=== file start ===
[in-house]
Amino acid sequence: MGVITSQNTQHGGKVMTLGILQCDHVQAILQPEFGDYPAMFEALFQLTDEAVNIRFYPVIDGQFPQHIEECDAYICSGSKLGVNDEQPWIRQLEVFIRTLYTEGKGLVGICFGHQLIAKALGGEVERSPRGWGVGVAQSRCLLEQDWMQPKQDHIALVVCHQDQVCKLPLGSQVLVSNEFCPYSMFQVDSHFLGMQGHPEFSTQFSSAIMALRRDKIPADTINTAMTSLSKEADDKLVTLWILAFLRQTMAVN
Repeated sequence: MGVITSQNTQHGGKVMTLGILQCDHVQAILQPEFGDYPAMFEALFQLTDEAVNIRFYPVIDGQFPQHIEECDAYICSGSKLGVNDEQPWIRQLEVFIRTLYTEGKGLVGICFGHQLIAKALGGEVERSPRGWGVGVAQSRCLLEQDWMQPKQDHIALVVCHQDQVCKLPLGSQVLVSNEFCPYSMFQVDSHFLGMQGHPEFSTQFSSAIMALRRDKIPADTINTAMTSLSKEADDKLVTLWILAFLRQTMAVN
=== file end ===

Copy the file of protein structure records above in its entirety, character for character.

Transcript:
[in-house]
Amino acid sequence: MGVITSQNTQHGGKVMTLGILQCDHVQAILQPEFGDYPAMFEALFQLTDEAVNIRFYPVIDGQFPQHIEECDAYICSGSKLGVNDEQPWIRQLEVFIRTLYTEGKGLVGICFGHQLIAKALGGEVERSPRGWGVGVAQSRCLLEQDWMQPKQDHIALVVCHQDQVCKLPLGSQVLVSNEFCPYSMFQVDSHFLGMQGHPEFSTQFSSAIMALRRDKIPADTINTAMTSLSKEADDKLVTLWILAFLRQTMAVN
Repeated sequence: MGVITSQNTQHGGKVMTLGILQCDHVQAILQPEFGDYPAMFEALFQLTDEAVNIRFYPVIDGQFPQHIEECDAYICSGSKLGVNDEQPWIRQLEVFIRTLYTEGKGLVGICFGHQLIAKALGGEVERSPRGWGVGVAQSRCLLEQDWMQPKQDHIALVVCHQDQVCKLPLGSQVLVSNEFCPYSMFQVDSHFLGMQGHPEFSTQFSSAIMALRRDKIPADTINTAMTSLSKEADDKLVTLWILAFLRQTMAVN